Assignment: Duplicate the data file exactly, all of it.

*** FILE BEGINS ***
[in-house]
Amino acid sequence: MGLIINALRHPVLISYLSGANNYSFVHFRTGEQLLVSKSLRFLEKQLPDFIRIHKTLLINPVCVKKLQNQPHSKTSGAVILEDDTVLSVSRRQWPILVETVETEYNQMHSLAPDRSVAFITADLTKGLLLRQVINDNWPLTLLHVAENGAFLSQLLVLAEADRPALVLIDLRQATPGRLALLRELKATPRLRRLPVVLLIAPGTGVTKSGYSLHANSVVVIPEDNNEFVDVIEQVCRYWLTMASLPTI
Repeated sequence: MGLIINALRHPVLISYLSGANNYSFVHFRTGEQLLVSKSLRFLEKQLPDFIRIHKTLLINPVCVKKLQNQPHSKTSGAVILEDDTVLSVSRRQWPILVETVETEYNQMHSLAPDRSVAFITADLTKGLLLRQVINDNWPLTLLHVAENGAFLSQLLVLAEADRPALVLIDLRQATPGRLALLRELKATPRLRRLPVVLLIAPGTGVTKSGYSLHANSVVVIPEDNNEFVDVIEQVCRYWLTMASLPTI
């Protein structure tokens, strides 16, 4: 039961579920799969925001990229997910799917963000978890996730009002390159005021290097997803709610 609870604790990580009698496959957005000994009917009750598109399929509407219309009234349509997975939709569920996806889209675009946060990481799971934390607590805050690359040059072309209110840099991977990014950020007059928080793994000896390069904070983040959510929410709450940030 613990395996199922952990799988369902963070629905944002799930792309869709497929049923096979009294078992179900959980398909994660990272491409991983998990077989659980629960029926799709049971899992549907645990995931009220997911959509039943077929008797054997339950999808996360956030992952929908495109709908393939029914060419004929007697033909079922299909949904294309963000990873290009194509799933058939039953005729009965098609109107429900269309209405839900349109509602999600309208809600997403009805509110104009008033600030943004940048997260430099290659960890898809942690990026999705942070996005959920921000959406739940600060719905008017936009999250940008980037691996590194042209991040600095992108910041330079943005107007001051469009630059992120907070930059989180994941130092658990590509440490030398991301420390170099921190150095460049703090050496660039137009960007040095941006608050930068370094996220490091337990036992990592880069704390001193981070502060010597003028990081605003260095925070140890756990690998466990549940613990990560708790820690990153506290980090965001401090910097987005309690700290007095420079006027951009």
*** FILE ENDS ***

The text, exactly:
[in-house]
Amino acid sequence: MGLIINALRHPVLISYLSGANNYSFVHFRTGEQLLVSKSLRFLEKQLPDFIRIHKTLLINPVCVKKLQNQPHSKTSGAVILEDDTVLSVSRRQWPILVETVETEYNQMHSLAPDRSVAFITADLTKGLLLRQVINDNWPLTLLHVAENGAFLSQLLVLAEADRPALVLIDLRQATPGRLALLRELKATPRLRRLPVVLLIAPGTGVTKSGYSLHANSVVVIPEDNNEFVDVIEQVCRYWLTMASLPTI
Repeated sequence: MGLIINALRHPVLISYLSGANNYSFVHFRTGEQLLVSKSLRFLEKQLPDFIRIHKTLLINPVCVKKLQNQPHSKTSGAVILEDDTVLSVSRRQWPILVETVETEYNQMHSLAPDRSVAFITADLTKGLLLRQVINDNWPLTLLHVAENGAFLSQLLVLAEADRPALVLIDLRQATPGRLALLRELKATPRLRRLPVVLLIAPGTGVTKSGYSLHANSVVVIPEDNNEFVDVIEQVCRYWLTMASLPTI
């Protein structure tokens, strides 16, 4: 039961579920799969925001990229997910799917963000978890996730009002390159005021290097997803709610 609870604790990580009698496959957005000994009917009750598109399929509407219309009234349509997975939709569920996806889209675009946060990481799971934390607590805050690359040059072309209110840099991977990014950020007059928080793994000896390069904070983040959510929410709450940030 613990395996199922952990799988369902963070629905944002799930792309869709497929049923096979009294078992179900959980398909994660990272491409991983998990077989659980629960029926799709049971899992549907645990995931009220997911959509039943077929008797054997339950999808996360956030992952929908495109709908393939029914060419004929007697033909079922299909949904294309963000990873290009194509799933058939039953005729009965098609109107429900269309209405839900349109509602999600309208809600997403009805509110104009008033600030943004940048997260430099290659960890898809942690990026999705942070996005959920921000959406739940600060719905008017936009999250940008980037691996590194042209991040600095992108910041330079943005107007001051469009630059992120907070930059989180994941130092658990590509440490030398991301420390170099921190150095460049703090050496660039137009960007040095941006608050930068370094996220490091337990036992990592880069704390001193981070502060010597003028990081605003260095925070140890756990690998466990549940613990990560708790820690990153506290980090965001401090910097987005309690700290007095420079006027951009």